Hello, my name is Clay Murray. I’m 20 years old, and I’m originally from Mississippi. This past year I was a part of Boston Ballet’s second company. Before joining Boston Ballet, I was a PD in the Professional Division with Pacific Northwest Ballet.
When Matt first asked me to submit a story for his Community Stories project, I contemplated on many subjects to talk about and stories I could tell. But I decided to talk about something rather personal.
I think one of the most powerful things a person can do is accept themselves. Acceptance can apply in any spectrum. For me, I had to do it in almost every aspect of my life.
At some point in most people’s lives, they will be judged because of their body type. Body image has nothing to do with gender either.
Popular culture has influenced how we see bodies and what the “ideal body” should be. Because of this "perfect" image in our heads we no longer see the beauty that we already have in ourselves. We just know what we need to fix.
Ballet is a huge culprit for being a stickler for the “ideal body.” Even in this part of my life was I being told that my upper body wasn’t good enough. No matter how hard I tried, I was still being judged by the way I looked.
When I was 17, I felt depressed about my career in ballet. I got to a point where I would look in the mirror and think “I’m never going to get a job if I don’t look masculine.” Well, here I am 2 years later just now completing my first year as a professional dancer with Boston Ballet about to start my second with the Los Angeles Ballet.
When ballet dancers accept their bodies, they SOAR. It’s just an everyday fact. No matter what people are telling you should look like if you want to succeed in this business, loving your body is going to make the difference and will change how people see a ballet.
The most difficult thing I ever had to do was accept myself as a person.
I struggled with little things about myself. Whether it was my personality, quirkiness, how stubborn I was, or even how weird I am, but the main thing that ate me away was my sexuality.
It was the most complicated process to fully love myself enough to come out as a gay male. Growing up in a very religious environment that didn’t accept homosexuality didn’t help either.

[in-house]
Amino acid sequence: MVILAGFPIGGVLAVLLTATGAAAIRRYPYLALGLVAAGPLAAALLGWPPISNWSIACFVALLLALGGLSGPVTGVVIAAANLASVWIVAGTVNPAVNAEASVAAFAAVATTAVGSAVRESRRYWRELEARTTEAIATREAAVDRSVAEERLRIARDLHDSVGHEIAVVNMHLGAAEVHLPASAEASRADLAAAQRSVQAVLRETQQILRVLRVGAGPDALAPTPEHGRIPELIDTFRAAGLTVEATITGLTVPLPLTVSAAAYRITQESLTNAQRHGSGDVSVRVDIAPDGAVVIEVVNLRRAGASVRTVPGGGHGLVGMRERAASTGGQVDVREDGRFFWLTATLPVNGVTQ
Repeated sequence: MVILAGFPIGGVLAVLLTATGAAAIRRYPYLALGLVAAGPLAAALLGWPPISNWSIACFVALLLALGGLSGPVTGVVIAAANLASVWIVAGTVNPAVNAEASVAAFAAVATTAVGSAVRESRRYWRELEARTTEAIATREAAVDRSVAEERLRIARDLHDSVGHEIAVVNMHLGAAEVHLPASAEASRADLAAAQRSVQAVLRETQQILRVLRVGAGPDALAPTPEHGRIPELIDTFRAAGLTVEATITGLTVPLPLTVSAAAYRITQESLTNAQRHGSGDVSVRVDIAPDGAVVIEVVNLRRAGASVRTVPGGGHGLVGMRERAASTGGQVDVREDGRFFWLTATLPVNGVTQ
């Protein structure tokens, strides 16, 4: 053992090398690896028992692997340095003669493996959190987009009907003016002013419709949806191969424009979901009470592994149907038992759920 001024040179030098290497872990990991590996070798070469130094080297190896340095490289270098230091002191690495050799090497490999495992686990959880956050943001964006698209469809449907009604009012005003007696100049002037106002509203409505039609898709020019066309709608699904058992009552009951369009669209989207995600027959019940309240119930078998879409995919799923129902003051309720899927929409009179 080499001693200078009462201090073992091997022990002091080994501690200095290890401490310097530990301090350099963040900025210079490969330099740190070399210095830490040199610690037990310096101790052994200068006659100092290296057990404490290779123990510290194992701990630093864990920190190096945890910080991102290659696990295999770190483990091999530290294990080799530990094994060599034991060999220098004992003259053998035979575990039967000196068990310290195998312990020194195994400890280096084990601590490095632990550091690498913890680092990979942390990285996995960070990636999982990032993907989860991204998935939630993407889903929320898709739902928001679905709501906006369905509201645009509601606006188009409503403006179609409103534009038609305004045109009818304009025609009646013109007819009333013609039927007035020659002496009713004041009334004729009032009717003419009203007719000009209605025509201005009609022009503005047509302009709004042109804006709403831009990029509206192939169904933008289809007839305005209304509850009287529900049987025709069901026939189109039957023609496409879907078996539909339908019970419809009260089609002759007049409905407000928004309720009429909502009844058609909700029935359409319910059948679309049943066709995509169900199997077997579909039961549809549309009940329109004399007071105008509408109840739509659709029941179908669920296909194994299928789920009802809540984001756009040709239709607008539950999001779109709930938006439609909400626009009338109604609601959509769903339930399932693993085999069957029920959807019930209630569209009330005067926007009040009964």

I felt if I came out all these bad things were going to happen to me. I was brought up in an environment that didn’t accept homosexuality, so I was viewing the situation as if I was doing something wrong when there is nothing wrong with being gay because LOVE IS LOVE.
The first step I took to accept my truth fully was to first come out to myself. After sitting on that for a little bit, I felt more comfortable at least knowing in myself that I was gay.
The first person I came out to in my family was my sister. I was so scared but after I told her she just hugged me and said: “I love you no matter what.” The response from my parent’s response was the same.
After that, it became so much easier to come out to my family and friends.
Once I accepted myself for who I was, I felt like I blossomed. I never felt happier, and this dark cloud wasn’t around me anymore. I finally was able to be my authentic self.
After accepting myself internally and externally, I now can say that I don’t give a shit what anyone says about me because I know who I am.
To anyone who struggles with acceptance of their self, just know that the path you’re going to take is hard, but the outcome is so beautiful.
Listen to Lady GaGa’s “Born This Way” record, trust in the process, and BLOOM.
Clay and I met at the Pacific Northwest Ballet a few years ago and I have been able to work beside him. He is truly a joy to work with and he has always been vulnerable with me. Clay has been a huge support to me in my life. Reading his story of self love is empower to me because I struggle with that very same thing. Clay, thank you for sharing your heart and your life with the world.
I believe everyone has a voice and a story to tell. If you want to share your story, contact me so we can talk about sharing your life.